After the Big Bank Settlement, It's not Over

When government officials and big banks announced the details of a $26 billion mortgage settlement in February, many assumed homeowners would get some welcome relief. Not many people were paying attention to what would happen with the financial fraud task force or potential bigger "Round 2" in the settlement. They should be. Eleven million homeowners are still living with underwater home mortgages, and they vote. Millions of underwater homeowners live and vote in Nevada, Florida, Ohio, Pennsylvania, and other crucial swing states to the presidential race. Many of them feel like neither party is helping them recover. Mike Lux is encouraging the current administration to pay attention.
Here’s the most important question in my mind: is the White House paying enough attention to this? I know from my experience in the Clinton White House that once a decision is made to move forward on a major new initiative like the settlement and fraud task force, that sometimes the sense of urgency fades and senior staff tend to move on to new issues, problems, and crises -- they assume whoever they appointed to do things is taking care of it. That is natural enough given all the demands on the White House, and I sense it may have happened here. But I fear for my friends in the Obama White House that this is going to come back and bite them in the ass in a really serious way if they aren’t paying a lot of attention to it. One of the greatest weaknesses the President has going into election season, both with swing and base voters, is the lingering feeling that he and his team have been too soft on the Wall Street guys that took down this economy. The big banks making record profits and handing out record bonuses the year after taxpayers bailed them out, and while the overall economy has been terrible, has left a lasting impression with voters. The failures of the HAMP program, the flurry of bad press around the Suskind book, the unwillingness to recess appoint Elizabeth Warren as the head of Consumer Financial Protection Bureau (even though the person Obama appointed, Rich Cordray, has been terrific, he has nowhere near the profile or cachet with activists following the issue as Warren), and the lack of any prosecution of Wall Street big shots has steadily added to that image. So if nothing happens with this task force any time soon, it will be a huge disappointment and a very big deal to people and organizations working on the issue, to the reporters who know the financial beat, and to voters in general. In an election season dominated by discussion of Mitt Romney’s Wall Street background, for the President to be vulnerable on this issue would be a terrible mistake, and the way they get strong on it is to have a successful task force.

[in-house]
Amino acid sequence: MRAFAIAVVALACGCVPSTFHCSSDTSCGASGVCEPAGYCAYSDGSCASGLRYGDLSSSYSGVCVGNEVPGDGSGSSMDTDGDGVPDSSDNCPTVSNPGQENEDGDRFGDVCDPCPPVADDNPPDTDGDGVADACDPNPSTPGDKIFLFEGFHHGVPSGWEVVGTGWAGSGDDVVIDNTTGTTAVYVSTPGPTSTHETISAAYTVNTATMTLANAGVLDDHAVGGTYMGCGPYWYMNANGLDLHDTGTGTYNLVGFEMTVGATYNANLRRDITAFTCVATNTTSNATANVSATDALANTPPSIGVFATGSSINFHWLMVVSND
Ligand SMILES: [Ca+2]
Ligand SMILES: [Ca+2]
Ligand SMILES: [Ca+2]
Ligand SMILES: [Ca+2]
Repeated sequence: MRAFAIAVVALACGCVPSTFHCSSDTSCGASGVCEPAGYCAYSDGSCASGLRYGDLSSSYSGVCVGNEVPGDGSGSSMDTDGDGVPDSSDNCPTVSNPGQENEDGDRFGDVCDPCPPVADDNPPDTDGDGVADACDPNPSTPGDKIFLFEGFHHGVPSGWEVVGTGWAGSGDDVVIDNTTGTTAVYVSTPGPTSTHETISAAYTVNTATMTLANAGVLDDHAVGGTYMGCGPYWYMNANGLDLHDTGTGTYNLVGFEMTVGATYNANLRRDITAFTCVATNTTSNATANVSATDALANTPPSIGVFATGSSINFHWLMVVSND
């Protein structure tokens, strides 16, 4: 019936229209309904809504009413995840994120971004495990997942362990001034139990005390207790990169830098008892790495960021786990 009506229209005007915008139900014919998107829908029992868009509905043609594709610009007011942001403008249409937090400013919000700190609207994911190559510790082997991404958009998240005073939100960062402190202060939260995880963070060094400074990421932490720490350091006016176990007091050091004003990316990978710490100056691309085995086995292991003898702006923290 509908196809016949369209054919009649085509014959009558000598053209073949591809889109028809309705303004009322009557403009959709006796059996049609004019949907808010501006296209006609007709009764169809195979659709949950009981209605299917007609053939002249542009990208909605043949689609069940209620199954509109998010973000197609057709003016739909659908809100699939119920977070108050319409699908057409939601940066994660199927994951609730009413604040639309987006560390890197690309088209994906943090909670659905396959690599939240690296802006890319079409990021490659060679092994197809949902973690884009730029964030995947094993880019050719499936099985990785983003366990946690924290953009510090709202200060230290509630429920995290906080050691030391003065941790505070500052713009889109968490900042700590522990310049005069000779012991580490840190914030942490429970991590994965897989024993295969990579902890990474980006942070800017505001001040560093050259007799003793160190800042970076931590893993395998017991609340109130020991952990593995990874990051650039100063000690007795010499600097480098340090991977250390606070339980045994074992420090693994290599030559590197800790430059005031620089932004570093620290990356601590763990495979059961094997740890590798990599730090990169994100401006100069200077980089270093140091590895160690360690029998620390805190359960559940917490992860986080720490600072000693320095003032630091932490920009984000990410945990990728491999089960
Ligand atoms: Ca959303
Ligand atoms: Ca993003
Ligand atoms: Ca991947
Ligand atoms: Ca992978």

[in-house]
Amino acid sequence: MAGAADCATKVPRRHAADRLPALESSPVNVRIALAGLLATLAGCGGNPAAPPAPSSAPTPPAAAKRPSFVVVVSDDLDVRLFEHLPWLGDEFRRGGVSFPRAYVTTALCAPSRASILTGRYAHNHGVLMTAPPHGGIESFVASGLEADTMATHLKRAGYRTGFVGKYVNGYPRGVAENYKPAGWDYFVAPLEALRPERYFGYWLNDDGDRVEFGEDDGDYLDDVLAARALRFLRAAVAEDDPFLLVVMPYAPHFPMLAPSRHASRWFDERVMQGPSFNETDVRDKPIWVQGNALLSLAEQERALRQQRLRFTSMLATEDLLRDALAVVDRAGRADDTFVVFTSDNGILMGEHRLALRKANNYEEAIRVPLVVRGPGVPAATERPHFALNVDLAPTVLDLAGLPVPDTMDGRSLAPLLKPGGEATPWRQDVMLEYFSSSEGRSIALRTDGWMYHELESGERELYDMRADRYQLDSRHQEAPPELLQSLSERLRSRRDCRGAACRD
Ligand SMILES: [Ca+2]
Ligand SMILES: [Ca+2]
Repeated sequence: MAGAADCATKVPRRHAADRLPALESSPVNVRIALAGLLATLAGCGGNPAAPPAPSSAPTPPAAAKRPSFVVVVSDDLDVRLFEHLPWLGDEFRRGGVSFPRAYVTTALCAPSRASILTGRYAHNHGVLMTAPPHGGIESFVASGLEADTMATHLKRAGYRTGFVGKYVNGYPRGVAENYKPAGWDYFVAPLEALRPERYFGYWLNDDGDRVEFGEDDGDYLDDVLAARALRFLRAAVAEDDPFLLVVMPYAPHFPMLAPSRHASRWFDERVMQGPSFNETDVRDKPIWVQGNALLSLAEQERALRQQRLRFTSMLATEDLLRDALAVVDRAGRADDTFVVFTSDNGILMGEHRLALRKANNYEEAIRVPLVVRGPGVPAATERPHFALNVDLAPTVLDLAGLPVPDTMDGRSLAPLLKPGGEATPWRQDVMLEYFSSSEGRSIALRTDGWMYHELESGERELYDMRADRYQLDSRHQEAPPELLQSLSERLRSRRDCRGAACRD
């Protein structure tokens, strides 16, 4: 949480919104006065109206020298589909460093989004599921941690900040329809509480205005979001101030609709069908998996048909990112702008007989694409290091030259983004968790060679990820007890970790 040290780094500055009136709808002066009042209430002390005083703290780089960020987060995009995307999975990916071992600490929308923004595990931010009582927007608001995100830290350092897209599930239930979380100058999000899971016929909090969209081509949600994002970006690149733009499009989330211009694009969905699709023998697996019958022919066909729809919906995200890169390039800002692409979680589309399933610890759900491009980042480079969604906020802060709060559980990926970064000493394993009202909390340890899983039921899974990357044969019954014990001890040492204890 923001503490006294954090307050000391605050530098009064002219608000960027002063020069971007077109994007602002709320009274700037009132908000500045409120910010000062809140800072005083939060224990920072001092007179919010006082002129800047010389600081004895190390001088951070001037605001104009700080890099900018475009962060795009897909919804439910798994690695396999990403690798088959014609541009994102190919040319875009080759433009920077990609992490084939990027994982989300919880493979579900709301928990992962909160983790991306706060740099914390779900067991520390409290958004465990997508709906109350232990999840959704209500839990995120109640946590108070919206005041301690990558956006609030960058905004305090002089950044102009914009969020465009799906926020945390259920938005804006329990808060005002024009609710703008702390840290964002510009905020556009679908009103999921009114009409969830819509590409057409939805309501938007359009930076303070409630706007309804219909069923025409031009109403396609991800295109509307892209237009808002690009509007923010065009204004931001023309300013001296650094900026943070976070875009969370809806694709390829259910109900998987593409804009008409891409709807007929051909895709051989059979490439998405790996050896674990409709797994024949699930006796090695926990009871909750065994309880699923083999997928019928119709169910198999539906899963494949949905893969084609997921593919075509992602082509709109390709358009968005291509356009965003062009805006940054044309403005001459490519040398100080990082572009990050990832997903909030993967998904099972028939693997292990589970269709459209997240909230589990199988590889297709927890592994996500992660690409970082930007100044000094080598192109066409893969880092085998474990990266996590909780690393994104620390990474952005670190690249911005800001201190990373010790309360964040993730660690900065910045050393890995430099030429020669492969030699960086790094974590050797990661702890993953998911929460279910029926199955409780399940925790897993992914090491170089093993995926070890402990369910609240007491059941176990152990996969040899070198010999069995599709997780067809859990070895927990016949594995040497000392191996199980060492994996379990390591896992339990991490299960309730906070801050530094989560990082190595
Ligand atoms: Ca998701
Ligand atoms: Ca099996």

While a settlement for underwater homeowners may not be in the headlines, it's still front and center for the 11 million homeowners struggling to hold on to their homes. It's time for the administration to pay attention to these homeowners.

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